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Archive for July, 2011

Fresh fruit salsa

We’re away on vacation, but of course that doesn’t mean we aren’t cooking. We’ve rented a small cottage on an island and one of the main selling points was the “fully equipped gourmet kitchen.” While the collection of pots and pans doesn’t provide us with the usual variety of cooking utensils we have at home, I wouldn’t describe what we are doing as “making do.”

Luckily, there’s a reasonably good grocery store on the island, and we were able to lay in plenty of supplies on our first full day here. Among other things, there were some ripe, white-fleshed, nectarines

that just insisted on being made into a fresh fruit salsa — perfect to serve with the bar-be-que’d chicken thighs we grilled up tonight.

This salsa is one of the easiest condiments around — you can use ripe peaches, or nectarines, or even mangoes — and takes only a few minutes to whip up. Even better, the taste only improves if you make it early in the day and let it macerate for a few hours to let the flavors develop.

It also doesn’t require a lot of complicated ingredients, and it can be served with fish, shrimp, chicken, grilled vegetables or even tofu! Just about anything you can grill will taste good with this salsa on the side.

Fresh fruit salsa with cilantro and lime

(makes about 1 ½ cups salsa – enough to garnish 4 people’s plates)

2 ripe nectarines (or peaches, or one ripe mango)

2 cloves garlic, minced

2 scallions, finely chopped

½ cup finely chopped cilantro

juice from ½ a juicy lime (or more to taste*)

salt and pepper to taste

1 tablespoon finely chopped jalapeño (optional)

*if the fruit is very sweet use more lime juice, if it is not too sweet, use less.

Chop fruit into small dice (about ¼ inch dice is good) and put into a small mixing bowl.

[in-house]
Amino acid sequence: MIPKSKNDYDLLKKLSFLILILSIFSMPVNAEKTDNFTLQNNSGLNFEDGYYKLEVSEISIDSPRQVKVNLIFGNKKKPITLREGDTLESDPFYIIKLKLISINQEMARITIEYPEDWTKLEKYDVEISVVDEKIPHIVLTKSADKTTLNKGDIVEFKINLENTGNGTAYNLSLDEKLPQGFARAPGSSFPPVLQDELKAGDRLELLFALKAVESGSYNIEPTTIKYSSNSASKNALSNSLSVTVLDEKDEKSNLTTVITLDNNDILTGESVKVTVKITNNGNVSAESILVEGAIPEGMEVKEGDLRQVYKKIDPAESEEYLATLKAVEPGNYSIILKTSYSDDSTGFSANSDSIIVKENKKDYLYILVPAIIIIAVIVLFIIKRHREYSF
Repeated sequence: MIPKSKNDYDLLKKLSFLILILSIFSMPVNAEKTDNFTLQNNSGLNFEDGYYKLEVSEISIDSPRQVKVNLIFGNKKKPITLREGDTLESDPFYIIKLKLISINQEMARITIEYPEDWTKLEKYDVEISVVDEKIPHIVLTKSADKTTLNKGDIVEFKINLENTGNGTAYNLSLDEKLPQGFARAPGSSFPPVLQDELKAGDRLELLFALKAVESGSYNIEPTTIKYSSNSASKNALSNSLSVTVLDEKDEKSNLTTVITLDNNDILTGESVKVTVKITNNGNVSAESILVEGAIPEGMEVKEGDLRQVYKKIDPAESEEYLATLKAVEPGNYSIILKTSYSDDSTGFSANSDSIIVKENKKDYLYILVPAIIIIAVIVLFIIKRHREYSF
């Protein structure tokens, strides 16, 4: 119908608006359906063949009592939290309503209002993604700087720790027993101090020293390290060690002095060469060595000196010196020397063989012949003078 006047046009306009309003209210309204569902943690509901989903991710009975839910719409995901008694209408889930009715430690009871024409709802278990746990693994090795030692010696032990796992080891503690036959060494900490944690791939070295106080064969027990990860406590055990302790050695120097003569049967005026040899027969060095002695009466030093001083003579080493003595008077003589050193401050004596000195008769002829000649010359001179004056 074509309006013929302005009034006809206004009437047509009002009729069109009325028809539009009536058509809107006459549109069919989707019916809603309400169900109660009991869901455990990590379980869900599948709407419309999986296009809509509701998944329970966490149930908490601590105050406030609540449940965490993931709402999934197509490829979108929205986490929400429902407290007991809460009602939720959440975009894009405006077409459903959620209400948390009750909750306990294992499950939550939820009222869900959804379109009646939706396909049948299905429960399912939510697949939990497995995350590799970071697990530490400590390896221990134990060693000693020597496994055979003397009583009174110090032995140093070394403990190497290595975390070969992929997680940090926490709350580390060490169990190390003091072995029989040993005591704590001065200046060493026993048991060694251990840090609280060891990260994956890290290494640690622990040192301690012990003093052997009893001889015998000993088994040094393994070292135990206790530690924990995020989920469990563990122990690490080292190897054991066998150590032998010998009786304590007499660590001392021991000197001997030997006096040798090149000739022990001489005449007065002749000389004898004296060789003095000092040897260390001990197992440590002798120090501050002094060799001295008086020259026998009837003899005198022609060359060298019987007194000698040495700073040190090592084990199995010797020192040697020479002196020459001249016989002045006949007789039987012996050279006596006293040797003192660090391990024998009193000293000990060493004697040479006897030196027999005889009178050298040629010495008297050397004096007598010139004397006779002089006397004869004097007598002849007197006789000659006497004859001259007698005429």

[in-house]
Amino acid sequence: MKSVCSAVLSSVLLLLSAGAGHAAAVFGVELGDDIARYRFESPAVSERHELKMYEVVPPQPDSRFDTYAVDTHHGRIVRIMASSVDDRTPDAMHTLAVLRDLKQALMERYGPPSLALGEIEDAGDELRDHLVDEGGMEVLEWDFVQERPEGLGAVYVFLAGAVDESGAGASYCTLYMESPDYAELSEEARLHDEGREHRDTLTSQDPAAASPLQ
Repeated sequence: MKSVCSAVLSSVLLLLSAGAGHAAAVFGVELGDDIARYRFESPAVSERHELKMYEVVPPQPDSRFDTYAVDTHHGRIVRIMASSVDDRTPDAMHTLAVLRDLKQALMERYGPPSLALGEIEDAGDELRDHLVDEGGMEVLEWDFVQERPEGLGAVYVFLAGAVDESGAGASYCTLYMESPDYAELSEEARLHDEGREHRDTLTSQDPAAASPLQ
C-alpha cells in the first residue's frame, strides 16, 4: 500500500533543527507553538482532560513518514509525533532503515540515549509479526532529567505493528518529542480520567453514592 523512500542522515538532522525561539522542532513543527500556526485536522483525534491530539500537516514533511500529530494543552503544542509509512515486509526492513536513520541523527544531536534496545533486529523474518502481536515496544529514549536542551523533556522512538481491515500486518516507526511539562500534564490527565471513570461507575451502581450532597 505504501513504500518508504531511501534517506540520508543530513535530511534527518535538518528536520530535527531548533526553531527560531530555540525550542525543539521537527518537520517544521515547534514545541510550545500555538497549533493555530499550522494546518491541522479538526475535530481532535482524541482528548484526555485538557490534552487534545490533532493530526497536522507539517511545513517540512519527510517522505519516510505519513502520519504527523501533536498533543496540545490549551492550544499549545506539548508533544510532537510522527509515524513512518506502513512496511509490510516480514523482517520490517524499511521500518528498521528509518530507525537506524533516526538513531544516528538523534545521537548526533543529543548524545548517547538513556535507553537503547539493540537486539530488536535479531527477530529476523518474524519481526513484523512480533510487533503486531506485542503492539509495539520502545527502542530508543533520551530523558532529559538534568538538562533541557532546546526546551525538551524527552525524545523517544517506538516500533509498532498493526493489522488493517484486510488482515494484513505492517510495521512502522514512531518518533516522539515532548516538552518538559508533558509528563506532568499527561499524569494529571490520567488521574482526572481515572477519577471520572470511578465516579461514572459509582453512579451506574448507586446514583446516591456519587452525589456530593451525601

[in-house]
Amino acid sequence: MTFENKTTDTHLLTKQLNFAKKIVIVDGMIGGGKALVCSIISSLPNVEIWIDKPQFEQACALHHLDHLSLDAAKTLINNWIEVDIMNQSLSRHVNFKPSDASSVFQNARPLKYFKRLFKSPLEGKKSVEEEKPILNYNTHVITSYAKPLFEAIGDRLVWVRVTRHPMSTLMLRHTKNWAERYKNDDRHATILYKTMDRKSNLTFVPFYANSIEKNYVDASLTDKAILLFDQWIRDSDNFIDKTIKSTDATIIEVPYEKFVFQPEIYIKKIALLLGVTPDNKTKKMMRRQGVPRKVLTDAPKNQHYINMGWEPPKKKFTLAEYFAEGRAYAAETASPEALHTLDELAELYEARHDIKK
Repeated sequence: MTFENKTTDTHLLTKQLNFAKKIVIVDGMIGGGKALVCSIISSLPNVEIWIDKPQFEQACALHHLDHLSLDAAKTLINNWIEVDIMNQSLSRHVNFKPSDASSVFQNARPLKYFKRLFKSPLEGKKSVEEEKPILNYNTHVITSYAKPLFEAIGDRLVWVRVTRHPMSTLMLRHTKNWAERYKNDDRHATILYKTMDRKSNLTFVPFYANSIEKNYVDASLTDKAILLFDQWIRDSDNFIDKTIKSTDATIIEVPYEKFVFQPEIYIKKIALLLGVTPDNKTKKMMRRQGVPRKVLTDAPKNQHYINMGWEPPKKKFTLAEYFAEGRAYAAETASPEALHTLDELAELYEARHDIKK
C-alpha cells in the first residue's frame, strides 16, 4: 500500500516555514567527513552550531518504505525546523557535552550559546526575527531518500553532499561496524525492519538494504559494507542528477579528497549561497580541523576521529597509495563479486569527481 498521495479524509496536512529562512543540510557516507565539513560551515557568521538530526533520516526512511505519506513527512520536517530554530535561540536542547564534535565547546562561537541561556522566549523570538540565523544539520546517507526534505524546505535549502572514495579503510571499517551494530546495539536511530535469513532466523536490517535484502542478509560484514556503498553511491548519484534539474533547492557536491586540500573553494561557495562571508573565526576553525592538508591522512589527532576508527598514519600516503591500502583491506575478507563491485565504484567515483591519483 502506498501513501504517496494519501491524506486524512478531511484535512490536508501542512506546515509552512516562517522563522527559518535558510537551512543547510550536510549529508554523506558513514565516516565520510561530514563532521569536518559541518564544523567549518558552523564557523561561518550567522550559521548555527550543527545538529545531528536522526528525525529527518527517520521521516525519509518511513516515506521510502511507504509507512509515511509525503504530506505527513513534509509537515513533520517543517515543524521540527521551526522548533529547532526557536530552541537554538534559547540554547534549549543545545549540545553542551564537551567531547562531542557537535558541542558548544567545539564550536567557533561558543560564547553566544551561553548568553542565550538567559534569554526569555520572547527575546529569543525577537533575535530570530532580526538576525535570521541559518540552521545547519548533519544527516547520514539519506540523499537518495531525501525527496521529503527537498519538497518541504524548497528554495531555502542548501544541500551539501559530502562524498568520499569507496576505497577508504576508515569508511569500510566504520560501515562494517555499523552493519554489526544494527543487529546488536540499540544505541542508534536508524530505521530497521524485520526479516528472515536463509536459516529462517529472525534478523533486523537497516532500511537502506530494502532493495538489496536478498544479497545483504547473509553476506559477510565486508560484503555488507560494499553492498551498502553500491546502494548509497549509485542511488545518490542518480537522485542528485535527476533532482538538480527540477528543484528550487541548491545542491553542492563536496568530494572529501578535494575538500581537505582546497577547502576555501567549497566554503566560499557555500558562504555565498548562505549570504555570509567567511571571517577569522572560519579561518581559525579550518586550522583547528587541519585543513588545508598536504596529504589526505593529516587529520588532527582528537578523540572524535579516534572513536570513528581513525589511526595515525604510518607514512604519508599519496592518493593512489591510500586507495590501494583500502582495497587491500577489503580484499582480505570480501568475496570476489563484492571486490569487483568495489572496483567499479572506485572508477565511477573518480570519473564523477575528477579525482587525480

Add garlic, scallions, cilantro and lime juice and mix well.

Flavor to taste with salt and pepper.

Add jalapeño, if using, and mix well again.

Set aside (not in the refrigerator) for at least 15 minutes to let the juices from the fruit mix with the lime and other flavors; mixing well again before serving.

Serve at room temperature alongside grilled meats, fish or vegetables.

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It’s here.  That part of the summer when the piles of zucchini start getting bigger and when (at least in the midwest) you have to be careful to lock your car so that no one can leave a bag of garden-fresh zucchini on the front seat.

At least that’s the joke they tell.  Funny thing is, I actually like zucchini.  My brother, though, that’s another story.  He’s famous in our family for refusing to eat zucchini and for smuggling it out to the trash in a napkin whenever it was served.  I’m not sure he would like this zucchini, but so far, everyone who has tried this version has loved it.

So, I thought I’d share it here. Just in time.

It’s not a hard recipe.  The trick is to make sure the oven is hot enough (I like it at about 450 degrees) and that the zucchini is cut into thick slices (1/2 to 3/4 inch thick).  The rest of it doesn’t seem to matter as much.

(Note:  the beautiful, ripple-edged zucchini in this picture were a gift from SV who grew them in her garden.  Thanks!)

Easy roast zucchini

(serves 2-4 people as a side dish)

Preheat the oven to 450 degrees.

2 tablespoons extra virgin olive oil

About 2 pounds fresh zucchini

1 tablespoon Aleppo pepper

1 tablespoon smoked paprika

¼ teaspoon ground ginger

1 teaspoon Nanami Togarashi assorted chili pepper* (or cayenne pepper to taste)

1 teaspoon freshly ground black pepper

1 teaspoon kosher salt (or more to taste)

Spread 1 tablespoon of the olive oil on a sheet pan.

Slice the zucchini into rounds ½ to ¾ inch thick and place them on the oiled pan, sliding them around to ensure that the undersides are coated with olive oil.

Brush the tops of the zucchini slices with the rest of the oil.

Mix all of the spices together in a small bowl and sprinkle them as evenly as possible over the tops of the zucchini slices.  I sometimes use the brush I used to spread the oil to more evenly distribute the spice mixture.

Put the pan into the oven.  Check it after about 20 minutes and shake the pan a bit to make sure that none of the zucchini is sticking.

Put the pan back into the oven and check it again after about 5 more minutes.  If the zucchini isn’t browning yet, put it back for another few minutes.

When the edges of the zucchini start to brown, flip the slices over and return the pan to oven for another 5 or 10 minutes, until all the slices are turning brown around the edges.

Slide the zucchini into a serving bowl, spiced side up.

Serve straight from the oven or at room temperature.

*available at Asian food stores (I got this jar at Uwajimaya)

Give this recipe a try and let me know what you think.

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